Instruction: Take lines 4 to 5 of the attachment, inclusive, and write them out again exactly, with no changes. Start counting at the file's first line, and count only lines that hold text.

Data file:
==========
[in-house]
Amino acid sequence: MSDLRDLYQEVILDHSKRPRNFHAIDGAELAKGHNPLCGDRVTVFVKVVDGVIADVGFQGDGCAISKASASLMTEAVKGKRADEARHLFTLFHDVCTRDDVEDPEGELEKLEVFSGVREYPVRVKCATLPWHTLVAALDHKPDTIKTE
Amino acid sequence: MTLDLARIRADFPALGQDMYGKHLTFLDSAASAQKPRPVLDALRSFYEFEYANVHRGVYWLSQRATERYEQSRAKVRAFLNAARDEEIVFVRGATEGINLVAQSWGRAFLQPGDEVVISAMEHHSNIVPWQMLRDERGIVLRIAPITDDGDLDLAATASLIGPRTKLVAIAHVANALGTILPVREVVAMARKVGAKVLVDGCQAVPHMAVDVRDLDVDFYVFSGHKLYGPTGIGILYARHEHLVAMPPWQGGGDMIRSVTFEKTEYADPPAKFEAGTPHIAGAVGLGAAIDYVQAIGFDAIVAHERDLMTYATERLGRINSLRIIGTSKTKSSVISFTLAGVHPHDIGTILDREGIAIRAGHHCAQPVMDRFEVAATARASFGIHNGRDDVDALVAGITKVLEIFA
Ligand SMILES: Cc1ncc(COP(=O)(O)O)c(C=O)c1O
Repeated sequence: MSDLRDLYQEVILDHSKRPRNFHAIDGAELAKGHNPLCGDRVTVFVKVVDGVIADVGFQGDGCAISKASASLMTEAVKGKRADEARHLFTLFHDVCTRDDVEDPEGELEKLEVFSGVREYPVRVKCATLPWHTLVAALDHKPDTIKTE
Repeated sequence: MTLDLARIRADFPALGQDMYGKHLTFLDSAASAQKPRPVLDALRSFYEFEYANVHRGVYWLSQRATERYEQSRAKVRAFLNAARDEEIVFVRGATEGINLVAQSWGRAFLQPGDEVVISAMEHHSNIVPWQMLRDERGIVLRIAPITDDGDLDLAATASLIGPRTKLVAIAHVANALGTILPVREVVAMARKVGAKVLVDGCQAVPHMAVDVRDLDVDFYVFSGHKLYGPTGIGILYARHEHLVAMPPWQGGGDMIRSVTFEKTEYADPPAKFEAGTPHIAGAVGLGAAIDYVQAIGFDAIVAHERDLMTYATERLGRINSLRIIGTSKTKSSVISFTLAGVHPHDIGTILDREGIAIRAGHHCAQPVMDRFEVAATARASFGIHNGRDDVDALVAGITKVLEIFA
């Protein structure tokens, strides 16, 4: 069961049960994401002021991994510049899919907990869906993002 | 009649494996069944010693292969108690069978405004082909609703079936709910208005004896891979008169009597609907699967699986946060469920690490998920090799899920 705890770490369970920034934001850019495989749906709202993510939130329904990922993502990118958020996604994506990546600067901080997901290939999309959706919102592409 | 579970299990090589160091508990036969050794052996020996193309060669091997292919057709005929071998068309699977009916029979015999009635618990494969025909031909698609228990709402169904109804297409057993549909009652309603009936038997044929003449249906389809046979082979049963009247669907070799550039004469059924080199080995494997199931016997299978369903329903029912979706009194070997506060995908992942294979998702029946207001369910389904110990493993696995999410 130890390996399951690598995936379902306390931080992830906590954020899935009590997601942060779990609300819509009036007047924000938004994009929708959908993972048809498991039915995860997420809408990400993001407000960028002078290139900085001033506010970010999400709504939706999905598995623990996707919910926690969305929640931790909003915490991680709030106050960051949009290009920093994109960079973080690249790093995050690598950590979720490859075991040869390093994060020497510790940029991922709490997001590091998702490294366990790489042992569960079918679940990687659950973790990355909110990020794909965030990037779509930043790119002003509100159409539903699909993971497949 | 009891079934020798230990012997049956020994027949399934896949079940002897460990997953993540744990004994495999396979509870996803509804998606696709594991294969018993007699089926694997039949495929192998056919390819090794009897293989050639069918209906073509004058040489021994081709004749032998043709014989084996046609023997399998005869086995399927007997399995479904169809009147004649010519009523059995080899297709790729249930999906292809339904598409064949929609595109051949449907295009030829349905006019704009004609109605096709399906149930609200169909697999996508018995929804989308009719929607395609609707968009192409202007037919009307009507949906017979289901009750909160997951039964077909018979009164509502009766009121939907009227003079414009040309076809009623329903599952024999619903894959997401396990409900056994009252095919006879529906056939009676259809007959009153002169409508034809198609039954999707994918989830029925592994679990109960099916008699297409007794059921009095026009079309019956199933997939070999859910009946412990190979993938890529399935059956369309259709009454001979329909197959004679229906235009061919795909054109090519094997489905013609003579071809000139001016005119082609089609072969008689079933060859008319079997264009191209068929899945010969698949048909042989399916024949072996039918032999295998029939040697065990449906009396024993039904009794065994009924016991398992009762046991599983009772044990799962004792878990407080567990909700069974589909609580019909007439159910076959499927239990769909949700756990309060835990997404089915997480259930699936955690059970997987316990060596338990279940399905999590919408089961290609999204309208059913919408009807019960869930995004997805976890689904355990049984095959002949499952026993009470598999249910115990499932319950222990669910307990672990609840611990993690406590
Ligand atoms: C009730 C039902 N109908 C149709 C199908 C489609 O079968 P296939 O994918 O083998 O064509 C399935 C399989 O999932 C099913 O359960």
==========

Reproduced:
Ligand SMILES: Cc1ncc(COP(=O)(O)O)c(C=O)c1O
Repeated sequence: MSDLRDLYQEVILDHSKRPRNFHAIDGAELAKGHNPLCGDRVTVFVKVVDGVIADVGFQGDGCAISKASASLMTEAVKGKRADEARHLFTLFHDVCTRDDVEDPEGELEKLEVFSGVREYPVRVKCATLPWHTLVAALDHKPDTIKTE